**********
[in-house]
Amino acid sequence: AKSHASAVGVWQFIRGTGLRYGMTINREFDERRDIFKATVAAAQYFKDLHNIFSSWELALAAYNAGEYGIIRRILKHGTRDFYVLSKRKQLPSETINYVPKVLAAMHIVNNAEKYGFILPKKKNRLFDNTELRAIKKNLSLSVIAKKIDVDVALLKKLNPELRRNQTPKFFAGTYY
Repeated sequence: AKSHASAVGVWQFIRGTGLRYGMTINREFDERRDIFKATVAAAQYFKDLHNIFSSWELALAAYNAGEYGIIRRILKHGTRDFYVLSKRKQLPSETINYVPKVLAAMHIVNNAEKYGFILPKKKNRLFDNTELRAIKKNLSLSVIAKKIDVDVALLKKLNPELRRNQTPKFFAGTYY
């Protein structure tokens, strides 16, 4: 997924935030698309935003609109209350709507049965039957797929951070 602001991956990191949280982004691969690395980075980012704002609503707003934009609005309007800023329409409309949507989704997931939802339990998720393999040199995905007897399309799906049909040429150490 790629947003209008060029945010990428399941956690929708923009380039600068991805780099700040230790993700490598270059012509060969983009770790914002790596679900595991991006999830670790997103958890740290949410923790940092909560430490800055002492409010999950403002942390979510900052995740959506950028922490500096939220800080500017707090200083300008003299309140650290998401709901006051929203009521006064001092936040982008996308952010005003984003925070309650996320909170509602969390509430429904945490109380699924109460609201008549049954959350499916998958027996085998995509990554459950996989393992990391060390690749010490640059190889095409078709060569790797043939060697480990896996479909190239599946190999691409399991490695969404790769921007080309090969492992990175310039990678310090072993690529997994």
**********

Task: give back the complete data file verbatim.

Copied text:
[in-house]
Amino acid sequence: AKSHASAVGVWQFIRGTGLRYGMTINREFDERRDIFKATVAAAQYFKDLHNIFSSWELALAAYNAGEYGIIRRILKHGTRDFYVLSKRKQLPSETINYVPKVLAAMHIVNNAEKYGFILPKKKNRLFDNTELRAIKKNLSLSVIAKKIDVDVALLKKLNPELRRNQTPKFFAGTYY
Repeated sequence: AKSHASAVGVWQFIRGTGLRYGMTINREFDERRDIFKATVAAAQYFKDLHNIFSSWELALAAYNAGEYGIIRRILKHGTRDFYVLSKRKQLPSETINYVPKVLAAMHIVNNAEKYGFILPKKKNRLFDNTELRAIKKNLSLSVIAKKIDVDVALLKKLNPELRRNQTPKFFAGTYY
């Protein structure tokens, strides 16, 4: 997924935030698309935003609109209350709507049965039957797929951070 602001991956990191949280982004691969690395980075980012704002609503707003934009609005309007800023329409409309949507989704997931939802339990998720393999040199995905007897399309799906049909040429150490 790629947003209008060029945010990428399941956690929708923009380039600068991805780099700040230790993700490598270059012509060969983009770790914002790596679900595991991006999830670790997103958890740290949410923790940092909560430490800055002492409010999950403002942390979510900052995740959506950028922490500096939220800080500017707090200083300008003299309140650290998401709901006051929203009521006064001092936040982008996308952010005003984003925070309650996320909170509602969390509430429904945490109380699924109460609201008549049954959350499916998958027996085998995509990554459950996989393992990391060390690749010490640059190889095409078709060569790797043939060697480990896996479909190239599946190999691409399991490695969404790769921007080309090969492992990175310039990678310090072993690529997994």